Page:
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Medicine, We’re Still Praciticng Ep 02 Transcript

 

Announcer: From Curtco Media.

 

Jenny Curtis: Welcome to Medicine, We're Still Practicing with Dr. Steven Taback and Bill Curtis.  On this episode Steve and Bill continue their conversation with Dr. Peter Grossman about health care, the cost of medicine and cosmetic plastic surgery.

 

Bill Curtis: Who's making the money in the system?

 

Dr. Steve Taback: Oh, the insurance companies for sure are making tremendous money. They are probably making more of the money. Hospitals are feeling the squeeze. Certainly physicians believe it or not, people don't realize that, are feeling the squeeze. Probably the pharmaceutical companies, although I have a little bit of a heart for them because they're the ones putting out the risk research and development so I understand they need to recap what they're doing. But there is a lot of abuse on the pharmaceutical side. I have very little heart and empathy for the insurance companies.

 

Bill Curtis: If an insurance company delays a process, a treatment, a scan, and the result is that my family member passes away. Can I sue the insurance company for malpractice?

 

Dr. Steve Taback: You can't sue them for malpractice, but you can certainly sue them.

 

Bill Curtis: Why isn't that malpractice? Why aren't they part of the health care system?

 

Dr. Steve Taback: Because they're not practicing medicine. However, currently in certain states, the reviewers who are basically making the decision to deny the scan, there's just been recent legislation that you do not have to have a doctor patient relationship to be sued for malpractice. And there are various states now that are making it acceptable for patients to sue any doctor who has weighed in on the case can then be sued for malpractice. But whether you call it malpractice or otherwise, there is still a liability to denying a scan that the standard of care would dictate that this should proceed. And if you have deviated from the standard of care and have caused damages, there is certainly a form of malpractice and there's certainly justification for reclaiming your loss. However, you are going to get maybe a financial award, you're going to get a financial settlement, but it's not gonna bring mom back.

 

Bill Curtis: Peter, can you just tell me in your practice, when you run into a burn victim, what are some of the medications that you have to use that are, in your opinion, outrageously priced?

 

Dr. Peter Grossman: So you have to understand that certain amount of these medications are covered by the hospital themselves, and the hospital can take a large loss or at certain times take a large profit margin based on.

 

Bill Curtis: It goes into the the $600 aspirin, right?

 

Dr. Peter Grossman: Yes. I mean, if you ever see a bill from a hospital, it's crazy. Part of that is because they are compensating for what they think the insurance companies will pay. So if they say I'm going to charge $600 for an aspirin, but they know they're going to get probably six cents, you know, they're hoping that ultimately they'll get $6. That in itself may be more more than they should. But in reality, it's a constant battle of economics going back and forth between hospitals and patients and insurance companies and physicians. And it's a troubling situation. It's not that we're better or worse in other countries. In reality, I think access and timing for healthcare is probably better here than any where else despite the fact that more people may feel that they have the same parity in other countries than they have here. I'm going to say something relatively controversial. You know, there's a lot of people who feel that health care is a right and there are some people that feel that health care is a privilege. I'm kind of in the middle. I think health care is a responsibility. I think health care is a responsibility of our government, of our people, but it's also a responsibility of every individual. And to feel that you have no play in the responsibility of it is  a fallacy. And if you're going to want to expect to get something out of this health care system, you have to put into it.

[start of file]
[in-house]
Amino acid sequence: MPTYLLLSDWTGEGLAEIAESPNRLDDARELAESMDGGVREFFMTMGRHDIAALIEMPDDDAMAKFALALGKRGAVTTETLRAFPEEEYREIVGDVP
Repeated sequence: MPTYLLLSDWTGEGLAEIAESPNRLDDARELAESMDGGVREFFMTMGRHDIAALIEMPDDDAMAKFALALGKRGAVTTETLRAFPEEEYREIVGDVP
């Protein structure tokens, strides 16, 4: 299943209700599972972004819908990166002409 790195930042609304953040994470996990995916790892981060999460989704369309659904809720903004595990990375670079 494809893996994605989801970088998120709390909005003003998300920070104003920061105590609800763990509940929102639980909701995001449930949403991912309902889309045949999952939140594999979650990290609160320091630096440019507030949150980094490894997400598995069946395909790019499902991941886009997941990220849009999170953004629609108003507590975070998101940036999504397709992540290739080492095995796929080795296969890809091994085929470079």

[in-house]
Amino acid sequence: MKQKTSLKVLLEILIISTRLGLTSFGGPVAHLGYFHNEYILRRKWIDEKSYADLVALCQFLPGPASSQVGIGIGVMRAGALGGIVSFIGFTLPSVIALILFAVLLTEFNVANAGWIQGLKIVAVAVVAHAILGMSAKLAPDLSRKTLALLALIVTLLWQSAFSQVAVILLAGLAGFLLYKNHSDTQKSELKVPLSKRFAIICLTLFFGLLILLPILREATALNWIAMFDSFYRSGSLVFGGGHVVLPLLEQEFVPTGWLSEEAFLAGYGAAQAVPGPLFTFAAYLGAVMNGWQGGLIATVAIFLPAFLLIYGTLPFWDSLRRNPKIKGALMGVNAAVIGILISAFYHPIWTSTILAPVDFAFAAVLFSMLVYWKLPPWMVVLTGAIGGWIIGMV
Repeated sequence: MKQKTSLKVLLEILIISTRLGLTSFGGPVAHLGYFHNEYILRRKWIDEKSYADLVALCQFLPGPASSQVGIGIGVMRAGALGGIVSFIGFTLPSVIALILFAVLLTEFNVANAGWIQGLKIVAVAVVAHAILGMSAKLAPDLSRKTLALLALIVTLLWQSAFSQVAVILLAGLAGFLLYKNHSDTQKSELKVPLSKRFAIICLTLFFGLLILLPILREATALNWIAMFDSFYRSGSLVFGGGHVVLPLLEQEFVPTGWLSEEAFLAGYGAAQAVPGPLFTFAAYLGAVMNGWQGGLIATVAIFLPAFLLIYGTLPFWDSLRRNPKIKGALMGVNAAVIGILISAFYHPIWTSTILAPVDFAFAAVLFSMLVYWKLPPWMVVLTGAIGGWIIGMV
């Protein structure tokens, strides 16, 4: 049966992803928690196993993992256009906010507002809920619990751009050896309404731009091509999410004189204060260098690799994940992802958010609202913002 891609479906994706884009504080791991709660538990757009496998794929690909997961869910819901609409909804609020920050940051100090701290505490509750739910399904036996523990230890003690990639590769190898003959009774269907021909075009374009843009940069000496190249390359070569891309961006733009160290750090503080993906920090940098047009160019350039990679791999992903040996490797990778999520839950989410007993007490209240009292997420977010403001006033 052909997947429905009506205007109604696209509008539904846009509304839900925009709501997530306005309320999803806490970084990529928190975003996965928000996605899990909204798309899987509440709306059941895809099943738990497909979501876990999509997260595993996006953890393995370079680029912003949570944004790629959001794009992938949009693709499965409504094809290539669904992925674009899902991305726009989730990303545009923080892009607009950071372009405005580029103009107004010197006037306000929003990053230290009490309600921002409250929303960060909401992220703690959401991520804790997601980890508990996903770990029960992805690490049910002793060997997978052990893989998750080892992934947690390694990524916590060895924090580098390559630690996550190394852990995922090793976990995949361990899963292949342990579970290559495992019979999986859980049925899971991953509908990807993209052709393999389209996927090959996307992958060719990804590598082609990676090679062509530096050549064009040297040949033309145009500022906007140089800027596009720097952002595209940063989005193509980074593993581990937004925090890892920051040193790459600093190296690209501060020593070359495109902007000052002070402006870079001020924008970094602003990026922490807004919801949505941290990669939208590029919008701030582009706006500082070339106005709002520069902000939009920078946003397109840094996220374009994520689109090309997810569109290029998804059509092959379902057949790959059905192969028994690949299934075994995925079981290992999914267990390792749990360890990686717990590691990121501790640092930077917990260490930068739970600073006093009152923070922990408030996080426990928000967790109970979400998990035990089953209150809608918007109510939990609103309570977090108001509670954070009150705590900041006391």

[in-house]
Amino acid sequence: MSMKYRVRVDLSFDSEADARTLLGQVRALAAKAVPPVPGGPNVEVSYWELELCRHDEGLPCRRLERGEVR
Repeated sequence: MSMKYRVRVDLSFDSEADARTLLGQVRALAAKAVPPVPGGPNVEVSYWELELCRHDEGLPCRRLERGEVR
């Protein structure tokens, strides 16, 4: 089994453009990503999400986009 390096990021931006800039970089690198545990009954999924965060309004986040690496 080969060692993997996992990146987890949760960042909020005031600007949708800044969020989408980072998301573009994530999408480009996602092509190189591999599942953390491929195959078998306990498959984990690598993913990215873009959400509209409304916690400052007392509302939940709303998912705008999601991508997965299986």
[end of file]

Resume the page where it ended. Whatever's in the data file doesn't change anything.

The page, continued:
Bill Curtis: We have been trained in a very strange kind of a mindset where we get a little pissed off when we have a $10 co-pay, but we bring our car to the local dealer and it's amazing what they're willing to charge us for a new set of breaks.

 

Dr. Peter Grossman: Absolutely. Or if you talk to an attorney for an hour, you're not going to have your attorney insurance company pay for that.

 

Dr. Steve Taback: Let's step back on two seconds. I need to make a point. First of all, I think that, Peter, your description of this responsibility of health care as part of the most eloquent explanation I have heard. I agree with that. I think this notion that we should be taken care of by the government is a socialistic, communistic perspective. And if you look at most communist socialist countries, the populace is not well cared for. So I think everybody needs to bring the resources to bear and they need to have a realistic perspective on what does it take to really provide that high level health care for everybody. The government can't do it on its own.

 

Bill Curtis: Why not?

 

Dr. Steve Taback: Well, they can if...

 

Bill Curtis: If there's so much profit at the insurance company level for insurance companies stockholders, if we cut that out- let's see at the time of this podcast, we're just getting done with some debates for the 2020 election and Bernie Sanders, Elizabeth Warren, Bill de Blasio, they're all saying we should cut out private insurance and it should all be national health care. One provider, which, of course, would be Medicare, I suppose a government provided health care. What's wrong with that?